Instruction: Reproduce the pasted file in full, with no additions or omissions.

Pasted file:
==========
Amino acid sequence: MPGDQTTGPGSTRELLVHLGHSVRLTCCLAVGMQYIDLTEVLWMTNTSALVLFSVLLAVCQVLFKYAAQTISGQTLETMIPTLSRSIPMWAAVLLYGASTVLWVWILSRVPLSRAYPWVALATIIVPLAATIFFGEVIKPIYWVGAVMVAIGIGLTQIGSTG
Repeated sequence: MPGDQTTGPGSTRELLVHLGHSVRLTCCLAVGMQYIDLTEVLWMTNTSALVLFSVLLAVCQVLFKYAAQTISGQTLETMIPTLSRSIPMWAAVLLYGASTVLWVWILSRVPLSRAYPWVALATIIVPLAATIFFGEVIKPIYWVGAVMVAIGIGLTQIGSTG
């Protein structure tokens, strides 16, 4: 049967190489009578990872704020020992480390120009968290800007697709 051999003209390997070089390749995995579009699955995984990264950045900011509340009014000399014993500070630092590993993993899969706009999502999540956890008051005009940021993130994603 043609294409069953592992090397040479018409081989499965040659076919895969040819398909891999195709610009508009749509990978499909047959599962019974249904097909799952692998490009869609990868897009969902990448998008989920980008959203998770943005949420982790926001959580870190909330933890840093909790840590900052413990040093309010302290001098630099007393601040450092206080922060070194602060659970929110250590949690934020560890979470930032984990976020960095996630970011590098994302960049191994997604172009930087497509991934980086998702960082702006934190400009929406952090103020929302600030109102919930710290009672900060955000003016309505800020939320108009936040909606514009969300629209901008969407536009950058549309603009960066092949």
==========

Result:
Amino acid sequence: MPGDQTTGPGSTRELLVHLGHSVRLTCCLAVGMQYIDLTEVLWMTNTSALVLFSVLLAVCQVLFKYAAQTISGQTLETMIPTLSRSIPMWAAVLLYGASTVLWVWILSRVPLSRAYPWVALATIIVPLAATIFFGEVIKPIYWVGAVMVAIGIGLTQIGSTG
Repeated sequence: MPGDQTTGPGSTRELLVHLGHSVRLTCCLAVGMQYIDLTEVLWMTNTSALVLFSVLLAVCQVLFKYAAQTISGQTLETMIPTLSRSIPMWAAVLLYGASTVLWVWILSRVPLSRAYPWVALATIIVPLAATIFFGEVIKPIYWVGAVMVAIGIGLTQIGSTG
């Protein structure tokens, strides 16, 4: 049967190489009578990872704020020992480390120009968290800007697709 051999003209390997070089390749995995579009699955995984990264950045900011509340009014000399014993500070630092590993993993899969706009999502999540956890008051005009940021993130994603 043609294409069953592992090397040479018409081989499965040659076919895969040819398909891999195709610009508009749509990978499909047959599962019974249904097909799952692998490009869609990868897009969902990448998008989920980008959203998770943005949420982790926001959580870190909330933890840093909790840590900052413990040093309010302290001098630099007393601040450092206080922060070194602060659970929110250590949690934020560890979470930032984990976020960095996630970011590098994302960049191994997604172009930087497509991934980086998702960082702006934190400009929406952090103020929302600030109102919930710290009672900060955000003016309505800020939320108009936040909606514009969300629209901008969407536009950058549309603009960066092949």